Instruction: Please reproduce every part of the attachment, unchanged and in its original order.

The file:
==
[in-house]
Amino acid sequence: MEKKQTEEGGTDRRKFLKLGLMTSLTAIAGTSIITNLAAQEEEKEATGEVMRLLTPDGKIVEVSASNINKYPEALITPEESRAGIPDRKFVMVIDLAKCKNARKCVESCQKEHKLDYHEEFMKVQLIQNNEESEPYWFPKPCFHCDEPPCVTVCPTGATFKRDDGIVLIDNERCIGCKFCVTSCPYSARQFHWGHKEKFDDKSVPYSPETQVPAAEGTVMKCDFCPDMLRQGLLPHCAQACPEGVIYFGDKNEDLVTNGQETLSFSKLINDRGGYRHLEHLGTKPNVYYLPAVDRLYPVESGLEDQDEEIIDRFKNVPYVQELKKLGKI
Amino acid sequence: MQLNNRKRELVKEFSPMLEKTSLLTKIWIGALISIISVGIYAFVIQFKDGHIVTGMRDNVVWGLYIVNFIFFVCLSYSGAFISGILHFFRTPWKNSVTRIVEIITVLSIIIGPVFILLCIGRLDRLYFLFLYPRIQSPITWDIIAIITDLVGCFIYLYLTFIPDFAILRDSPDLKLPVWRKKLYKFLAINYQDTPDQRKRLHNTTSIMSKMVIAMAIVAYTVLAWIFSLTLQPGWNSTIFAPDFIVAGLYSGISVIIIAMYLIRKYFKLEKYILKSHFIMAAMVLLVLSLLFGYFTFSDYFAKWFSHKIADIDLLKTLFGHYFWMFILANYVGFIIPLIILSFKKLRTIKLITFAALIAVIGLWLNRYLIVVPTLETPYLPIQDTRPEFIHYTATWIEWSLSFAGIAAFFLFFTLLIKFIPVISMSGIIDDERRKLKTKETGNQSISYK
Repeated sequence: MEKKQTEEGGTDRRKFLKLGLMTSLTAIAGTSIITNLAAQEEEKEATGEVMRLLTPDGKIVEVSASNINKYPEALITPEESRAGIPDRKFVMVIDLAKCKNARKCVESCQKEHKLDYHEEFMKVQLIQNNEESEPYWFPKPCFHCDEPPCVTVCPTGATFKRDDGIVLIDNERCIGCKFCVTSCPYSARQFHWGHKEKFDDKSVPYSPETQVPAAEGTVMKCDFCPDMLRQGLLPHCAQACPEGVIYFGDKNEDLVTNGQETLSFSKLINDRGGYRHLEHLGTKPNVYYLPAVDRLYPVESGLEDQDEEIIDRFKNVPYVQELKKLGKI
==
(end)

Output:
[in-house]
Amino acid sequence: MEKKQTEEGGTDRRKFLKLGLMTSLTAIAGTSIITNLAAQEEEKEATGEVMRLLTPDGKIVEVSASNINKYPEALITPEESRAGIPDRKFVMVIDLAKCKNARKCVESCQKEHKLDYHEEFMKVQLIQNNEESEPYWFPKPCFHCDEPPCVTVCPTGATFKRDDGIVLIDNERCIGCKFCVTSCPYSARQFHWGHKEKFDDKSVPYSPETQVPAAEGTVMKCDFCPDMLRQGLLPHCAQACPEGVIYFGDKNEDLVTNGQETLSFSKLINDRGGYRHLEHLGTKPNVYYLPAVDRLYPVESGLEDQDEEIIDRFKNVPYVQELKKLGKI
Amino acid sequence: MQLNNRKRELVKEFSPMLEKTSLLTKIWIGALISIISVGIYAFVIQFKDGHIVTGMRDNVVWGLYIVNFIFFVCLSYSGAFISGILHFFRTPWKNSVTRIVEIITVLSIIIGPVFILLCIGRLDRLYFLFLYPRIQSPITWDIIAIITDLVGCFIYLYLTFIPDFAILRDSPDLKLPVWRKKLYKFLAINYQDTPDQRKRLHNTTSIMSKMVIAMAIVAYTVLAWIFSLTLQPGWNSTIFAPDFIVAGLYSGISVIIIAMYLIRKYFKLEKYILKSHFIMAAMVLLVLSLLFGYFTFSDYFAKWFSHKIADIDLLKTLFGHYFWMFILANYVGFIIPLIILSFKKLRTIKLITFAALIAVIGLWLNRYLIVVPTLETPYLPIQDTRPEFIHYTATWIEWSLSFAGIAAFFLFFTLLIKFIPVISMSGIIDDERRKLKTKETGNQSISYK
Repeated sequence: MEKKQTEEGGTDRRKFLKLGLMTSLTAIAGTSIITNLAAQEEEKEATGEVMRLLTPDGKIVEVSASNINKYPEALITPEESRAGIPDRKFVMVIDLAKCKNARKCVESCQKEHKLDYHEEFMKVQLIQNNEESEPYWFPKPCFHCDEPPCVTVCPTGATFKRDDGIVLIDNERCIGCKFCVTSCPYSARQFHWGHKEKFDDKSVPYSPETQVPAAEGTVMKCDFCPDMLRQGLLPHCAQACPEGVIYFGDKNEDLVTNGQETLSFSKLINDRGGYRHLEHLGTKPNVYYLPAVDRLYPVESGLEDQDEEIIDRFKNVPYVQELKKLGKI